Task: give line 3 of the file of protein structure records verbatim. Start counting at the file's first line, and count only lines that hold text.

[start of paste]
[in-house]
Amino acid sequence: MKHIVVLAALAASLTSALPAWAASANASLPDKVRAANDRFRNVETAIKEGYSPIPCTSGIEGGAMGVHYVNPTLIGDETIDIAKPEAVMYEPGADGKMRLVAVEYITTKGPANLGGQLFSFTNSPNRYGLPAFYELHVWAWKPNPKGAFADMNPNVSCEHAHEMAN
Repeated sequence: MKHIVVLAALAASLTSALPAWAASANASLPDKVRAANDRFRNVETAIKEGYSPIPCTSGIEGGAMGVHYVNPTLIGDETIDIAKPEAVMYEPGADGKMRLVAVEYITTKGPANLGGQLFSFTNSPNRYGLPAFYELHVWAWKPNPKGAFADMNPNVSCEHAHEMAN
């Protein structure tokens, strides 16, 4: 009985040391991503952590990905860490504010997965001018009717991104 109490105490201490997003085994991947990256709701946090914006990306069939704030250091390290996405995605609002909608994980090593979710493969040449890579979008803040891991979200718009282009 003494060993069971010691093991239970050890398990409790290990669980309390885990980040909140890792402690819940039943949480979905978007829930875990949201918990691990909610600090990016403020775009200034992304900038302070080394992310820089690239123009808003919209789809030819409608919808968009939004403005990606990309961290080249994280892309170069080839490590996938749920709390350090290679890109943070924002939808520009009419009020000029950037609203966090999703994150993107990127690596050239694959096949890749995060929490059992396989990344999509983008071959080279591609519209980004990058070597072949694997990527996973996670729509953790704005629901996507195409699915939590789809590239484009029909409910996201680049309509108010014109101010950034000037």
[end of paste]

Repeated sequence: MKHIVVLAALAASLTSALPAWAASANASLPDKVRAANDRFRNVETAIKEGYSPIPCTSGIEGGAMGVHYVNPTLIGDETIDIAKPEAVMYEPGADGKMRLVAVEYITTKGPANLGGQLFSFTNSPNRYGLPAFYELHVWAWKPNPKGAFADMNPNVSCEHAHEMAN